What do you think -- will the father give it? Surely he will give it. And this, according to our understanding, is the moral of history: a father can never be taught.

Lazar Feed plays the role of the father, the farmer, who suffers so much. We must say that we already have seen Freed's suffering a lot beautifully in especially good plays. He somehow tries to create a character, but he has none of that, it gives him little of that.

The mother is played by Esther Field, the actress who is known as "The Yiddish Mother." All we can say about her playing is that there are probably such mothers in life, but on stage we are much better off.

Muni Serebroff plays the bad son, and Rose Greenfield, the bad daughter, Paula Lubelska is the bad daughter-in-law, and David Yanover -- the son-in-law, and Eddie Friedlander plays the bad boy.

In short, there are a lot of bad people in "Eli Eli." Not bad is Max Badin as Michel, the childless farmer. He says that he is pious and does not eat before prayer, but he does not see it.

 

 


The comic scenes in the picture are played by Irving Jacobson and Mae Schoenfeld. This is the famous comic Irving Jacobson and Mae Schoenfeld. This is the famous comic pair from the Yiddish plays, with the only difference being that they are less focused on the action than on the lively stage.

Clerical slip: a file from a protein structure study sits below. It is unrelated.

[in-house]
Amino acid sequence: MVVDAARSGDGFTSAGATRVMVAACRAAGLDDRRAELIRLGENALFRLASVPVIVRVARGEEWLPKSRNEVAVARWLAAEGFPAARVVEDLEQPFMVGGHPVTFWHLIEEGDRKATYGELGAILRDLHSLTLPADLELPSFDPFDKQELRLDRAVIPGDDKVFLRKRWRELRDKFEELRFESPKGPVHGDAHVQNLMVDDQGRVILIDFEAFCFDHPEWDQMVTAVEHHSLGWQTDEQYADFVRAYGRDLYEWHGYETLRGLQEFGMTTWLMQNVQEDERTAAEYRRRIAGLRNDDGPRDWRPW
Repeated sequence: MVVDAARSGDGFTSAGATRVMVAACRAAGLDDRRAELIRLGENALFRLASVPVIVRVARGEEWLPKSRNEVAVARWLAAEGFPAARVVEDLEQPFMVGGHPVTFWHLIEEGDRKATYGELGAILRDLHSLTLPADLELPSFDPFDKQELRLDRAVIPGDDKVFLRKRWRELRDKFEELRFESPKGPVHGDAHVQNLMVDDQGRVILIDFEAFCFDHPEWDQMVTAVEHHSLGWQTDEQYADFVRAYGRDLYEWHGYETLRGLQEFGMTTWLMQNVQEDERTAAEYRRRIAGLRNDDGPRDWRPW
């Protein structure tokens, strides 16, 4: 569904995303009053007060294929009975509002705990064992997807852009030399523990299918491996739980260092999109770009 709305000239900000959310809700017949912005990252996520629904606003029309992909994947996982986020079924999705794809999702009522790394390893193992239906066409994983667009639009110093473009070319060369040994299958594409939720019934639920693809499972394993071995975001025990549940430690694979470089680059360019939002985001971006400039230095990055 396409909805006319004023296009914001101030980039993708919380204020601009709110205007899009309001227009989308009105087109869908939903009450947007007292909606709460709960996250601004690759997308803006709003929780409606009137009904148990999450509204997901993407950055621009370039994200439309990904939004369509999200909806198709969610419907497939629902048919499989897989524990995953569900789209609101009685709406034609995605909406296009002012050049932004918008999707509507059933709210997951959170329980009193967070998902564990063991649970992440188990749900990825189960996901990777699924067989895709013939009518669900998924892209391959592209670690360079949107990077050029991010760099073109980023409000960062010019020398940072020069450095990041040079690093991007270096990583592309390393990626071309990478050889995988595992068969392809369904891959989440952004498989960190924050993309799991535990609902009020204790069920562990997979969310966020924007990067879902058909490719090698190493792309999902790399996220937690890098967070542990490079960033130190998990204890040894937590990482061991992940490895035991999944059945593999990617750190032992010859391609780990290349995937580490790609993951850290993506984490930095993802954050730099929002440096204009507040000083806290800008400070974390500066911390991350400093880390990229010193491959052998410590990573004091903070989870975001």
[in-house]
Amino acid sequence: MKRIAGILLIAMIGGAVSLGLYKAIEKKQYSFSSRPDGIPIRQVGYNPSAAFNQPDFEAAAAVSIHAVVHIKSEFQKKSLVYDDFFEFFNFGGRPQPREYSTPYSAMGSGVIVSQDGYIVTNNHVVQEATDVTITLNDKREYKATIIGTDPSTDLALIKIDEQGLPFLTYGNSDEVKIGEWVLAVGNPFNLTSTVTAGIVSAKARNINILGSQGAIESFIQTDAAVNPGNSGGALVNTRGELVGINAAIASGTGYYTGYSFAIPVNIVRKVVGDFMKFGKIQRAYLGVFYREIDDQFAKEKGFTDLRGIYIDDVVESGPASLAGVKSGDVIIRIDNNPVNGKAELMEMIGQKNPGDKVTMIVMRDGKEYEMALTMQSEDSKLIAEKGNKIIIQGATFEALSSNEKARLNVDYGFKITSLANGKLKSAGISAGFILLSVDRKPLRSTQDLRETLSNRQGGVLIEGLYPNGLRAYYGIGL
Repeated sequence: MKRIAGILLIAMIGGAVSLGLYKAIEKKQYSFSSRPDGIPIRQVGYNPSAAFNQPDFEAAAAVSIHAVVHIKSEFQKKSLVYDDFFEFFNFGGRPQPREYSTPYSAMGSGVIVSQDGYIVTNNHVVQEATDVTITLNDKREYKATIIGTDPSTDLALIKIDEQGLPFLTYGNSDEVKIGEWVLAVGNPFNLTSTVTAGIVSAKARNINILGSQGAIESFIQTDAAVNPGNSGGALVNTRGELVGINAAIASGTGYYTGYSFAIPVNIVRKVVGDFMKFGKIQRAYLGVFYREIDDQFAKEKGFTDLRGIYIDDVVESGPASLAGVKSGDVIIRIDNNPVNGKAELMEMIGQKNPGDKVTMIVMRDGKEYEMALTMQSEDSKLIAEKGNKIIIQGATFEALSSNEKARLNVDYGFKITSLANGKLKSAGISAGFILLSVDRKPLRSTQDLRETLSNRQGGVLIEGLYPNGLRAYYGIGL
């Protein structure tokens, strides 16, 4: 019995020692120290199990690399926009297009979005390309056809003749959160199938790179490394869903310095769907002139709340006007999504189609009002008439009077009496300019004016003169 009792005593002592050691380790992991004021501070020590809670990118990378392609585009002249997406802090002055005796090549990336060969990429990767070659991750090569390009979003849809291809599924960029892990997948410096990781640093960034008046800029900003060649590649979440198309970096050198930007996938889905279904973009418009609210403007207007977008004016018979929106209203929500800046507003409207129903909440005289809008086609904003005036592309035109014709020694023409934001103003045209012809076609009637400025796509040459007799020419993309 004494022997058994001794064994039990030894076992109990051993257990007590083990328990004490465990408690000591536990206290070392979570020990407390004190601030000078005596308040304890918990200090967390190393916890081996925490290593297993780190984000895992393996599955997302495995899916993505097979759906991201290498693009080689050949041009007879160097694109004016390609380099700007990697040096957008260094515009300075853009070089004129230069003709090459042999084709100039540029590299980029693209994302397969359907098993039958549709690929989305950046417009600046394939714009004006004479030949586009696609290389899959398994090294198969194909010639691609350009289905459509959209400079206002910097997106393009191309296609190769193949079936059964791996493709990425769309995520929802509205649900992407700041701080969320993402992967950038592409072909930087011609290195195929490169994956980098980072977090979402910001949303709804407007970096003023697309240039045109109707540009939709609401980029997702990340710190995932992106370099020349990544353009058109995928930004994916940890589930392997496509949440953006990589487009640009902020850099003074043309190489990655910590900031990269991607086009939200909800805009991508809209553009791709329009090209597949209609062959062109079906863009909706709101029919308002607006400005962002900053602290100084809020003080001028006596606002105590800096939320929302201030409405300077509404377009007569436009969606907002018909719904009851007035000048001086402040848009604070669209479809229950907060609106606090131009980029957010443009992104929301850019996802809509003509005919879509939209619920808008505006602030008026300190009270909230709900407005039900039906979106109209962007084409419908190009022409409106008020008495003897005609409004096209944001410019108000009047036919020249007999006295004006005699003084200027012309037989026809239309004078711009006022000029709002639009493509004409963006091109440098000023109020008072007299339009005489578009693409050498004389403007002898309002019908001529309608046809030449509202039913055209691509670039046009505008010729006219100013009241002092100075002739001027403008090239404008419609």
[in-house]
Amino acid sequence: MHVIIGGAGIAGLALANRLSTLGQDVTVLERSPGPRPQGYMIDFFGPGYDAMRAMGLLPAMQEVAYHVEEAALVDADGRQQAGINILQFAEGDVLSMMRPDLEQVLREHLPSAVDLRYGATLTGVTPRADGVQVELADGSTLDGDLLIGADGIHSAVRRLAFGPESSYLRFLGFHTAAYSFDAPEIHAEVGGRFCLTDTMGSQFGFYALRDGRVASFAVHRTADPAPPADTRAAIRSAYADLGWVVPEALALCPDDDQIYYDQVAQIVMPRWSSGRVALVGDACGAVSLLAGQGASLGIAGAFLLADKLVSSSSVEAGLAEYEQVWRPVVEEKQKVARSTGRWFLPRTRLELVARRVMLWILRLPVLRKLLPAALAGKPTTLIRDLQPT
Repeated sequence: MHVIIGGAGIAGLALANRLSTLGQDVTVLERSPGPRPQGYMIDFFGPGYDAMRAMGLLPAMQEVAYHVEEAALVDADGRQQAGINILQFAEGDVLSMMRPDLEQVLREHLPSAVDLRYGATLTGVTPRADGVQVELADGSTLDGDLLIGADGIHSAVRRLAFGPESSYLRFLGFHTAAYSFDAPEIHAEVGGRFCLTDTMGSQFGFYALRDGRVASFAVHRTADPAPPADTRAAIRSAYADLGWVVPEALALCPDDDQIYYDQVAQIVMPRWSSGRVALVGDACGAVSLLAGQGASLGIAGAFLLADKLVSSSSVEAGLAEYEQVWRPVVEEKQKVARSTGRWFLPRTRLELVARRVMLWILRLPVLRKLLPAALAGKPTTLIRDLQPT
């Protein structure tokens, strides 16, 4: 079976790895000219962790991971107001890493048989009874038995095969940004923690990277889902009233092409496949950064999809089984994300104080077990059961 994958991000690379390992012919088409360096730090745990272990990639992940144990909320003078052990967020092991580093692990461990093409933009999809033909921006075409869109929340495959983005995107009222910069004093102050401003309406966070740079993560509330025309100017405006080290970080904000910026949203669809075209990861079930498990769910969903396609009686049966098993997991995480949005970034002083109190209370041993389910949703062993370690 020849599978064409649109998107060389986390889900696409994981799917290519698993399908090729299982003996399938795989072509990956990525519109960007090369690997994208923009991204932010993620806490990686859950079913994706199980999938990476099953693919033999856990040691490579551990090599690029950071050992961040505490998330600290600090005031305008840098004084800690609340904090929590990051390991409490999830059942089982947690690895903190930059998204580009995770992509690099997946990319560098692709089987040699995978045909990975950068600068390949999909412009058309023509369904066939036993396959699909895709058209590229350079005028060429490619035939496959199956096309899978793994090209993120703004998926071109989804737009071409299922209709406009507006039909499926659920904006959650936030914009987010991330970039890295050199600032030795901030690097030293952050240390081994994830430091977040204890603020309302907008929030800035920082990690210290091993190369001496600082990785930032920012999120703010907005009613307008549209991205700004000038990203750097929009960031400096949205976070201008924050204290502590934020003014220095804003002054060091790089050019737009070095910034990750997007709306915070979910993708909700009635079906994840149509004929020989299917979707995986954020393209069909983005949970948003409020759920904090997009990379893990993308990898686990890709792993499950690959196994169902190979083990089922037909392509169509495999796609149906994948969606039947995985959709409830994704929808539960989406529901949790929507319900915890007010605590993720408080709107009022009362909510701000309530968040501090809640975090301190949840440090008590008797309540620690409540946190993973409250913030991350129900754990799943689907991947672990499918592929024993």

In the end, we wanted to know one thing: What happened to Mendel the farmer's other son in Chicago? In the beginning of the picture we hear that there is a son in Chicago, and he is ill. Nothing more is heard about him, absolutely nothing. He is missing, he is not missing, but anyway we would like to know what he is doing, and why he is not writing a postcard.


Here is a short video clip from the film.

(with Irving Jacobson and Mae Schoenfeld)


 

 



Cast listings courtesy of www.imdb.com. Clip courtesy of Sam Kortnicki.